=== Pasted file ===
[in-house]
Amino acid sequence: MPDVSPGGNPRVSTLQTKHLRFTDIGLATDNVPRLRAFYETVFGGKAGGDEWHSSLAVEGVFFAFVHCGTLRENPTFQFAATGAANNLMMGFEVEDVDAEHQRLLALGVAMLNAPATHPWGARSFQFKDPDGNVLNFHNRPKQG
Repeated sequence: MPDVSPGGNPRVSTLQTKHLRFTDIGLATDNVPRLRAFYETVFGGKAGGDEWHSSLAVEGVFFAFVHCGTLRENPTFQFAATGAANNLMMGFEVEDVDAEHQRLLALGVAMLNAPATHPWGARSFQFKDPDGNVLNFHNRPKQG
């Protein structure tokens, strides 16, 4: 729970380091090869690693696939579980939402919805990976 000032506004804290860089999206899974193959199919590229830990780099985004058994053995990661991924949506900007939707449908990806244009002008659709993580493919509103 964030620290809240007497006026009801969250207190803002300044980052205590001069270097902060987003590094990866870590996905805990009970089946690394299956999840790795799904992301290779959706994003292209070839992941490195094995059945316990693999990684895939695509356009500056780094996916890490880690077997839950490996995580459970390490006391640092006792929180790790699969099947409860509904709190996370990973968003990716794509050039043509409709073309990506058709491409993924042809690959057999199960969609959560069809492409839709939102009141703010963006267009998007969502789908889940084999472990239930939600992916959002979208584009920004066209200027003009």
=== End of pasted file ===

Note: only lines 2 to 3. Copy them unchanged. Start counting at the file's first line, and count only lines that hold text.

Amino acid sequence: MPDVSPGGNPRVSTLQTKHLRFTDIGLATDNVPRLRAFYETVFGGKAGGDEWHSSLAVEGVFFAFVHCGTLRENPTFQFAATGAANNLMMGFEVEDVDAEHQRLLALGVAMLNAPATHPWGARSFQFKDPDGNVLNFHNRPKQG
Repeated sequence: MPDVSPGGNPRVSTLQTKHLRFTDIGLATDNVPRLRAFYETVFGGKAGGDEWHSSLAVEGVFFAFVHCGTLRENPTFQFAATGAANNLMMGFEVEDVDAEHQRLLALGVAMLNAPATHPWGARSFQFKDPDGNVLNFHNRPKQG